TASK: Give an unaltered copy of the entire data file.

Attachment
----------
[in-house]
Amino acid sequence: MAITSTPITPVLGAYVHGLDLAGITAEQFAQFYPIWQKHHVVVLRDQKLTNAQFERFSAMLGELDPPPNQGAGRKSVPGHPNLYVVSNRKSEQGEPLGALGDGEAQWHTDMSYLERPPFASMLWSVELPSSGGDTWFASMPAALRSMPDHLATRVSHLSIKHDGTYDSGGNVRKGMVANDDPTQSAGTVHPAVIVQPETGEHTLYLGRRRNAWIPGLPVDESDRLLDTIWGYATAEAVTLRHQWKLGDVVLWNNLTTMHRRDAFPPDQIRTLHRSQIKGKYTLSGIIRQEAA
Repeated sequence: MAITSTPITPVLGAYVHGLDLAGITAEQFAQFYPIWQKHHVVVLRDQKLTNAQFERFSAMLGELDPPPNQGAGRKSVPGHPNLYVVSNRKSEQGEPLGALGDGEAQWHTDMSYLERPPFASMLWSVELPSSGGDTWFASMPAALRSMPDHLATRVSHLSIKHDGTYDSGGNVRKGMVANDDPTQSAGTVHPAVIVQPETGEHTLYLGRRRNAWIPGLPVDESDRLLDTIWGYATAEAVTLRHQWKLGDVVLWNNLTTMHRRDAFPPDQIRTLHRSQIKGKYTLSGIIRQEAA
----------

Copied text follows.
[in-house]
Amino acid sequence: MAITSTPITPVLGAYVHGLDLAGITAEQFAQFYPIWQKHHVVVLRDQKLTNAQFERFSAMLGELDPPPNQGAGRKSVPGHPNLYVVSNRKSEQGEPLGALGDGEAQWHTDMSYLERPPFASMLWSVELPSSGGDTWFASMPAALRSMPDHLATRVSHLSIKHDGTYDSGGNVRKGMVANDDPTQSAGTVHPAVIVQPETGEHTLYLGRRRNAWIPGLPVDESDRLLDTIWGYATAEAVTLRHQWKLGDVVLWNNLTTMHRRDAFPPDQIRTLHRSQIKGKYTLSGIIRQEAA
Repeated sequence: MAITSTPITPVLGAYVHGLDLAGITAEQFAQFYPIWQKHHVVVLRDQKLTNAQFERFSAMLGELDPPPNQGAGRKSVPGHPNLYVVSNRKSEQGEPLGALGDGEAQWHTDMSYLERPPFASMLWSVELPSSGGDTWFASMPAALRSMPDHLATRVSHLSIKHDGTYDSGGNVRKGMVANDDPTQSAGTVHPAVIVQPETGEHTLYLGRRRNAWIPGLPVDESDRLLDTIWGYATAEAVTLRHQWKLGDVVLWNNLTTMHRRDAFPPDQIRTLHRSQIKGKYTLSGIIRQEAA